The good teams let these marginal talents walk away to be overpaid by the bad teams and just replace that player with cheaper talent acquired through the draft because it allows you to keep good players on your team for a fraction of what they are worth for at least 4 years. That is how you stack a team up with a surplus of good players.

This is the core of what has gone wrong for the Patriots. They failed to draft good players at a decent rate and then felt compelled to overspend in free agency in a desperate attempt to plug the holes.

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So where does the luck part come in?

Well, no matter what some people try to say, the draft is fundamentally not a science, nor is it an art. It’s somewhere in between, a mixture of objective data, an eye for context and small details, and pure luck. For all the brainpower, computing power, and advances in technology devoted to finding and selecting the best players, the draft hasn’t really gotten any more efficient than it ever was.

It’s true that a higher percentage of the best players in the league are selected in the 1st round than anywhere else, but on the whole, around 25-30% of the league is made up of players that were totally undrafted out of college and that figure hasn’t changed significantly over the years.

There is certainly skill involved in picking players, but it seems impossible to tell the difference between the highly skilled and the unskilled. There simply aren’t enough total picks and no way to assign credit to study who might actually be good at it.

What you find then is that most teams seem to hit on good players in mostly a random fashion. Occasionally though a particular team might, for all intents and purposes, gets lucky, and hits on several good players all in a single draft or over a period of years.

The Patriots, for example, hit homeruns on Tom Brady, Matt Light, Richard Seymour, Ty Warren, Asante Samuel, Vince Wilfork, and Logan Mankins between 2000 and 2005. Those 7 picks alone were a huge part of the team’s success during the early part of the decade, but after that the hits became less frequent and smaller when they did hit.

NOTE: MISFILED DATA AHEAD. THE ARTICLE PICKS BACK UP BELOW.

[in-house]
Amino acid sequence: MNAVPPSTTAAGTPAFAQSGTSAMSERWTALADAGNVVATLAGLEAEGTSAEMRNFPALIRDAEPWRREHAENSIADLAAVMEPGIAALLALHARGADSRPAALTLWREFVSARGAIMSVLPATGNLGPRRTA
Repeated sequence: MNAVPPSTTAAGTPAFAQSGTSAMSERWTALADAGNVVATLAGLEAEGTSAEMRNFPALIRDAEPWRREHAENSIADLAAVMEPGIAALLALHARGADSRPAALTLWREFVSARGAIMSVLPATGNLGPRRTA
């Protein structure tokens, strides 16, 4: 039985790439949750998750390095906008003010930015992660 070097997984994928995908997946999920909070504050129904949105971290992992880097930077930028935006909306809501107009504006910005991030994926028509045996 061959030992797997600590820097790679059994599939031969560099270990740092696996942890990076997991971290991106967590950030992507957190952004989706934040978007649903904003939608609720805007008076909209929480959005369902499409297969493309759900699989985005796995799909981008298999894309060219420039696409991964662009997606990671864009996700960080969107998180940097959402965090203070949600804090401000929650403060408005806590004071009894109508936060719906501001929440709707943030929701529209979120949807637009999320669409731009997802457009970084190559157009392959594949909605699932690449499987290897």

Another example that comes to mind is the Seahawks absurd draft classes between 2010 and 2012. Russell Okung, Earl Thomas, Kam Chancellor, KJ Wright, Richard Sherman, Bruce Irvin, Bobby Wagner, and Russell Wilson were all selected over that three year period. Those 8 players were the foundation of the team’s success over the next decade, a decade that saw Seattle win a Superbowl and be among the best, most consistent teams in the league, and just like the Patriots, their success in the draft has been scattershot at best since that time.

It seems then that there is no path to sustained excellence in the draft. At the very least no formula has been discovered yet. This is what I mean by “luck.” The only known strategy to counteract the randomness of the draft is simply to acquire as many total selections as possible and pray that the law of averages works out in your favor. The Patriots have usually followed this strategy. It worked out for them occasionally, but recently it has not.

There is one other possible explanation for the lack of success though, one that sounds good as a narrative but likely doesn’t hold much water in the real world, and that is that the team has lost several bright coaches and front office types over the years due to their continued success on the field. Scott Pioli, Thomas Dimitroff, Bob Quinn, Jon Robinson, Jason Licht, Nick Caserio, Dave Ziegler, Josh McDaniels, Matt Patricia, etc.

The theory is that Belichick finally was unable to adequately replace all the lost talent over the years, and now the team is paying the price for it. I suspect it’s the other way around. All his previous coaches and executives got credit for the team’s success because they happened to have great players, and now that they no longer have good players there’s no success for the staff to take credit for. If the team was still good then Belichick’s staff would still be in high demand.

My evidence is that the team did in fact overcome the loss of each and every one of those individual people each time they left, and usually each of the ones that left failed to find sustained success outside of New England to the point that it became a running joke.